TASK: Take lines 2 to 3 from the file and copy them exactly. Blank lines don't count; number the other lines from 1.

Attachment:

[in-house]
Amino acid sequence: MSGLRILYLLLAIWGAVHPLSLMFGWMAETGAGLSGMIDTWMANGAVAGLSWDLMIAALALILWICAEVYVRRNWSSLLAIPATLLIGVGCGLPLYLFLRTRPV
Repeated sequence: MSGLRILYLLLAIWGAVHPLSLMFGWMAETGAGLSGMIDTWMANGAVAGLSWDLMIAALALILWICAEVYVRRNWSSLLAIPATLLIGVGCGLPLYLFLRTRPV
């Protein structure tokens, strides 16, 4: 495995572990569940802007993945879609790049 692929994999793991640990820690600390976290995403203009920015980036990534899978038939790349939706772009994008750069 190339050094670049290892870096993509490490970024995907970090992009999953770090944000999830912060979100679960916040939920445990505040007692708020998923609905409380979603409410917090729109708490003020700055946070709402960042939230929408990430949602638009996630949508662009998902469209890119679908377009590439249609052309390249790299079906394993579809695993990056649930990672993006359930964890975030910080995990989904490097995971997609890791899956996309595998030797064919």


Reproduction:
Amino acid sequence: MSGLRILYLLLAIWGAVHPLSLMFGWMAETGAGLSGMIDTWMANGAVAGLSWDLMIAALALILWICAEVYVRRNWSSLLAIPATLLIGVGCGLPLYLFLRTRPV
Repeated sequence: MSGLRILYLLLAIWGAVHPLSLMFGWMAETGAGLSGMIDTWMANGAVAGLSWDLMIAALALILWICAEVYVRRNWSSLLAIPATLLIGVGCGLPLYLFLRTRPV